A movie like “Good Luck to You, Leo Grande,” a two-hander taking place mostly in a single location, only works if the two actors are charming. Charm is a quality very difficult to define, or even describe, but you know it when you see it. Charm can’t be pushed. Neither can chemistry. Without these hard-to-grasp yet essential qualities, “Good Luck to You, Leo Grande,” about an uptight woman who hires a younger male sex worker, would have been a so-called sex-comedy, filled with pushed and inauthentic hi-jinx. Considering these factors, “Good Luck to You, Leo Grande” is extremely risky. Everything depends on the feel of the moment, the way the actors look at each other, or listen, or react. Directed by Sophie Hyde, with a script by Katy Brand, these risks more than pay off, and often in very unexpected ways.
Emma Thompson plays Nancy, retired and recently widowed, vividly unhappy, and at the limit of her ability to endure her own unhappiness. Completely breaking her strict patterns, she hires a sex worker named Leo (Daryl McCormack), whom she somehow found on the internet. She rents a posh hotel room, where he joins her. The film is broken up into four separate “meetings,” and each meeting has its own flow and rhythm, with jagged edges, reprieves and pauses, beautiful and funny moments, as these strangers get to know each other in what is a transparently transactional relationship. Things don’t happen in a linear way: emotions rarely do. Sex sure doesn’t, especially not with someone as terrified as Nancy.
Leo is kind and open, funny and confident. Nancy is a mess, whip-sawing from self-hatred to over-sharing to near-hysteria to business-like statements, flung at him like a weapon. There are times when a totally inappropriate motherly vibe comes out of her, and she worries he’s being trafficked, or that he feels demeaned by being there, or grossed out by her body. Leo meets her wherever she’s at. It’s part of his job, and he’s very good at his job. Leo does not judge. Nancy tells him straight out that she’s never had an orgasm, nor does she expect to, so he shouldn’t even try. Leo doesn’t push it, or reassure her that he’ll make her come, no problem. Instead, he asks her questions about her experiences. She’s probably never said any of it out loud before, and the words tumble out of her mouth.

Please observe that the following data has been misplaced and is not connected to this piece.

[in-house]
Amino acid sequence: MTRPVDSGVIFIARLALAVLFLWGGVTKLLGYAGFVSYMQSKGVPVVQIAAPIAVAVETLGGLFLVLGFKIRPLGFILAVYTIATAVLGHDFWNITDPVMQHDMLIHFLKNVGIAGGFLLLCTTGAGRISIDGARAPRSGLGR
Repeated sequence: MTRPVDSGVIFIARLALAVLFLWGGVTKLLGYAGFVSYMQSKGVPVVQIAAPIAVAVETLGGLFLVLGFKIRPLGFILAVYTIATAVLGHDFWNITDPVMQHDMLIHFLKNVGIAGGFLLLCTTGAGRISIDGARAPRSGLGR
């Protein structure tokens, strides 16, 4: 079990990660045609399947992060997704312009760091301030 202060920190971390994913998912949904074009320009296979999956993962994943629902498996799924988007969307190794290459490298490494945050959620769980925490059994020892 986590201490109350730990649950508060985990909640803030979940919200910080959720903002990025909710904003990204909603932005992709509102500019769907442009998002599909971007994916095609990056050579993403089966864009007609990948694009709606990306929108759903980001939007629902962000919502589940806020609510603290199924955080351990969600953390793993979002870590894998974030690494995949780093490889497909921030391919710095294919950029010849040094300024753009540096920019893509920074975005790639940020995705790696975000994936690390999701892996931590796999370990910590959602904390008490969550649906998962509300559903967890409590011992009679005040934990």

What happens between them is, of course, sexual, but so much else is going on. Fascinating philosophical territory opens up, where things like intimacy, aging, and the importance of sexual pleasure, whether it’s with yourself or with someone else, enter the room. There is a moment early on where Thompson, always amazing but at her best here, begins to weep. For her, sex is associated with disappointment and loss. She isn’t going to untangle that in a two-hour session. It’s not like Leo touches her and she melts instantly. Nancy thought she hired Leo to have some sex. She didn’t realize the focus would be on pleasure, whatever form that pleasure takes. She has no idea what pleasure even means.
The structure of “Good Luck to You, Leo Grande” is simple, almost like a stage play, but the execution clearly took meticulous care. The hotel room is shot by cinematographer Bryan Mason as though it’s a vast space with different rooms: sitting on the couch has a totally different feel than sitting on the bed, even though the areas are just three feet apart. There’s nothing fussy or overdone in the film’s look, nothing to distract. Human interaction is the main event here. McCormack is extraordinary as Leo, approaching the character with no condescension. He easily handles the more troubled aspects of Leo’s life, the flickers of unease when Nancy starts pressing to know more about his “real life.” Leo is not a cipher or a symbol. This is a testament to the script, but also to McCormack’s performance.
It’s a relief to see a film so frank about sex, and so open to sex’s complexities, especially when so much of current cinema is sexless to a disheartening degree. “Leo Grande” cares about sex for older women, and not just sex, but the baggage associated with sex, and how that baggage robs us of joy and fulfillment. Also revelatory is the film’s non-judgmental attitude towards sex work. I thought often of the haunting moment in “American Gigolo” when Julian (Richard Gere) leans against the wall, naked, and opens up about what he does and why:
The other night, that night I met you at the hotel, I was with a woman. Somebody’s mother. Her husband didn’t care about her any more. This woman hadn’t had an orgasm in maybe 10 years. It took me three hours to get her off. For a while there, I didn’t think I was gonna be able to do it. When it was over, I felt like I’d done something, something worthwhile. Who else would’ve taken the time or cared enough to do it right?”
Julian’s monologue is not just about pleasure. He leads with the woman’s pain. Sex isn’t just sex. It’s healing and cathartic and just plain old fun, fun with no object other than it’s fun to have fun. These are tough topics. “Leo Grande” has a light touch, and the dialogue is often hilarious, but depth is never sacrificed. There is a moment when Emma Thompson stares at her naked body in the mirror, probably for the first time. Physical nakedness is one thing. Emotional nakedness is another. “Good Luck to You, Leo Grande” has room for both.
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